Crude prevalence, %19.918.413.618.2
  Adjusted PR (95% CI)1.0 (referent)1.0 (0.7–1.5)0.7 (0.4–1.0)0.8 (0.6–1.2)0.3

For hand OA, there was a significant reduction in the adjusted PRs per ascending quartile of plasma phylloquinone level (P = 0.005 for trend) (Table 2). For example, those in the highest plasma phylloquinone quartile had a 30% reduced prevalence of hand OA compared with those in the lowest quartile. The adjusted PRs for large hand osteophytes and hand JSN also decreased significantly with ascending plasma phylloquinone quartiles by a similar magnitude (P = 0.01 and P = 0.03 for trend, respectively).

To evaluate the association of plasma phylloquinone level with large osteophytes independent of disease severity, we calculated PRs for joints in which JSN was grade 0 or grade 1. The PRs for large hand osteophytes in the absence of substantial JSN per quartile of plasma phylloquinone level remained unchanged, but was no longer significant (P = 0.09). When JSN was included in the regression model as a predictor, the association between plasma phylloquinone level and large osteophytes was also no longer significant in the hand (P = 0.08), although the effect estimates remained unchanged.

Similarly, we repeated the above analysis for hand joints in which the osteophyte grade was 0 or 1 to determine the association of plasma phylloquinone level with JSN independent of disease severity. The adjusted PRs for JSN per quartile of plasma phylloquinone level remained significant when examined in hand joints with no or small osteophytes (P = 0.03 for trend). When osteophyte grade was included in the regression model as a predictor, the estimates of effect for hand JSN were attenuated (PR decreased from 1.0 to 0.8, P = 0.07 for trend).

We also assessed the adjusted mean number of hand joints with each OA phenotype for each plasma phylloquinone quartile (Figure 1). The adjusted mean number of hand joints with OA decreased with ascending plasma phylloquinone quartiles, with those in the lowest quartile having on average 1.4 more joints with OA than those in the highest quartile (P = 0.007 for trend). For both large osteophytes and JSN, the adjusted mean number of hand joints with each feature decreased with ascending plasma phylloquinone quartiles (P = 0.01 and P = 0.03 for trend, respectively).

thumbnail image

Figure 1. Mean number of joints with osteoarthritis (OA) phenotypes in hands and knees per quartile of plasma phylloquinone level, adjusted for age, sex, body mass index, femoral neck bone mineral density, plasma vitamin D, and total energy intake. P values are for linear trend. OST = large osteophyte; JSN = joint space narrowing.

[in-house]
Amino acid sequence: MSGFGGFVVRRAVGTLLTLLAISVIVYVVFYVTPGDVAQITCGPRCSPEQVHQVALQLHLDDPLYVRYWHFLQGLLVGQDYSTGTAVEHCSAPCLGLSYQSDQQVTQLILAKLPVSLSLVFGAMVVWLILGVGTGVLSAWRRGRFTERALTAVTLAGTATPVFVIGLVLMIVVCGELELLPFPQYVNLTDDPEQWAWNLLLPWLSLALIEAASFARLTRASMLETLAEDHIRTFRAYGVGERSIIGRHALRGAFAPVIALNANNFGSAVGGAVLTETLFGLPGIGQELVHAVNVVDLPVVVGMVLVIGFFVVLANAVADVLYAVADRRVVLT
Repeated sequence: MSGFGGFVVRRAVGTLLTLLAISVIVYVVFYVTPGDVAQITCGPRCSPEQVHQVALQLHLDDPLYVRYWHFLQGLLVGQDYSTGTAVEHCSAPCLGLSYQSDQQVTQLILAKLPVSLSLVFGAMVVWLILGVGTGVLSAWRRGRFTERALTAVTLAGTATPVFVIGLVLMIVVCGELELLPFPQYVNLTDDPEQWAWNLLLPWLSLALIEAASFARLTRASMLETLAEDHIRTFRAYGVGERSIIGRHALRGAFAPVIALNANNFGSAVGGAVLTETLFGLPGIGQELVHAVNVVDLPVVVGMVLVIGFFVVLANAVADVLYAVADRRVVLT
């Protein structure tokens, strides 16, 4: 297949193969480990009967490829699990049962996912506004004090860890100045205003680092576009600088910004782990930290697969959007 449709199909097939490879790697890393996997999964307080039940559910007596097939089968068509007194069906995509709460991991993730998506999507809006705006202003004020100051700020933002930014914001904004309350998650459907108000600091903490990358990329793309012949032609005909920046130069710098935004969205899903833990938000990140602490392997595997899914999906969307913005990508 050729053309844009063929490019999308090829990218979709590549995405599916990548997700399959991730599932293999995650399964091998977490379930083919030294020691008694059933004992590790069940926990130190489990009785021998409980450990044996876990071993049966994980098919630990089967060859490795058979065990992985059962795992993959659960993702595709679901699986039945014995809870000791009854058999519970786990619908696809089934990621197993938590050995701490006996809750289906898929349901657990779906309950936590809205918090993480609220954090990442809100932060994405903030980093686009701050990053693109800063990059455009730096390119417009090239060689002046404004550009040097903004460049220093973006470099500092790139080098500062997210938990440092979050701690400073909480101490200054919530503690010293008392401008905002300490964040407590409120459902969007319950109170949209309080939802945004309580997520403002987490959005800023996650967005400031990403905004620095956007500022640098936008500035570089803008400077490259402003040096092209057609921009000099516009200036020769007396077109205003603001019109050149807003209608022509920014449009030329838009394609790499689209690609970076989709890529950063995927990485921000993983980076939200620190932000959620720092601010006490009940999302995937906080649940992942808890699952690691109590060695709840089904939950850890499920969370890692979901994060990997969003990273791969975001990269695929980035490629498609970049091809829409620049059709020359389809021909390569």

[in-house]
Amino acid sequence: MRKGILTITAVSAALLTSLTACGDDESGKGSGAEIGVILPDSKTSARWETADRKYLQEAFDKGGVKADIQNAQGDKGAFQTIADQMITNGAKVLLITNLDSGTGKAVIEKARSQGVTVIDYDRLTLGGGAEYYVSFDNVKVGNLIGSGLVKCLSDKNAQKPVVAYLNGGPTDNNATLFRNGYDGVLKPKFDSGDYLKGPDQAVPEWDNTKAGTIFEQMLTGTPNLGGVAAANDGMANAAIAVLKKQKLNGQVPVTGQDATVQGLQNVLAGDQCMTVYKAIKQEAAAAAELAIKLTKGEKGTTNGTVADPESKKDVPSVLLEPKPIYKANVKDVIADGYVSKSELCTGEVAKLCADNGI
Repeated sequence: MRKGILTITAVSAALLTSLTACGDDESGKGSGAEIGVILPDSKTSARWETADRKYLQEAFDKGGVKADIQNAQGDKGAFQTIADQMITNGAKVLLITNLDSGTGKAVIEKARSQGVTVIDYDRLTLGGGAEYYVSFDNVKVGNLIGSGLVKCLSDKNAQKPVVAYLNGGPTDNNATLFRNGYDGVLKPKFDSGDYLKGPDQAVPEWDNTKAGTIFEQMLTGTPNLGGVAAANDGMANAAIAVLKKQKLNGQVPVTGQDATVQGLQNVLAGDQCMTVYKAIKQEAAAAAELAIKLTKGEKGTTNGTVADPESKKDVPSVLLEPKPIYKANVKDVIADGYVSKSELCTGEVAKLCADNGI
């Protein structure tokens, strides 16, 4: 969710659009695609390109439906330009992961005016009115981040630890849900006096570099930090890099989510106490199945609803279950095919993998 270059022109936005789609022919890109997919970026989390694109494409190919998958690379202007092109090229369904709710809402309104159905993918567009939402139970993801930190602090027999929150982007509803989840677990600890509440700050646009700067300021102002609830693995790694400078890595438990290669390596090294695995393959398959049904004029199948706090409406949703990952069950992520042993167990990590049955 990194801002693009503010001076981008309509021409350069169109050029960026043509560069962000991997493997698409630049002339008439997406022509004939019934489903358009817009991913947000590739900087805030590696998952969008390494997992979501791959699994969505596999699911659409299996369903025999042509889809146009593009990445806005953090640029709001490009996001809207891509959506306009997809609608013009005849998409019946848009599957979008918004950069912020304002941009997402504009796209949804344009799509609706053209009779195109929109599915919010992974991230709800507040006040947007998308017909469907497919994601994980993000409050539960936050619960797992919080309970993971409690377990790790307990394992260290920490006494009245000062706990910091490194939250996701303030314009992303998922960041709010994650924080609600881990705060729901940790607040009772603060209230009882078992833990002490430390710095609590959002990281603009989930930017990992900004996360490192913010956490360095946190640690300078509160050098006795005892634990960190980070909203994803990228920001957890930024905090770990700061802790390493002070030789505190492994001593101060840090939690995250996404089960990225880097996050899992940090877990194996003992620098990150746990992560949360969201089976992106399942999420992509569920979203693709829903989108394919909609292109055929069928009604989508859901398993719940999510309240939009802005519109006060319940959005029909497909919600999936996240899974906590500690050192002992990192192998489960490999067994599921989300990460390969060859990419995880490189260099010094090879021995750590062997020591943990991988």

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In the knee, the adjusted PRs for knee OA decreased nonsignificantly with increasing plasma phylloquinone level (P = 0.2 for trend) (Table 2). There was a significant reduction in the adjusted PR for large knee osteophytes per ascending quartile of plasma phylloquinone (P = 0.01 for trend). No significant association was noted for knee JSN with plasma phylloquinone level (P = 0.3).

In the evaluation of the association of plasma phylloquinone with large knee osteophytes independent of JSN, the association remained significant with unchanged effect estimates both in the analysis in which JSN was included as a covariate in the regression model and when we limited the analysis to those joints in which the JSN grade was 0 or 1 (P = 0.02 for both analyses). No independent association of plasma phylloquinone level with JSN could be demonstrated for the knee once we adjusted for osteophyte grade.

The trend in the adjusted mean number of knees with OA did not reach statistical significance (P = 0.06) (Figure 1). A small significant difference was noted for the adjusted mean number of knees with large osteophytes from the lowest to the highest quartile of plasma phylloquinone level (P = 0.007), but there was no such trend for JSN in the knee.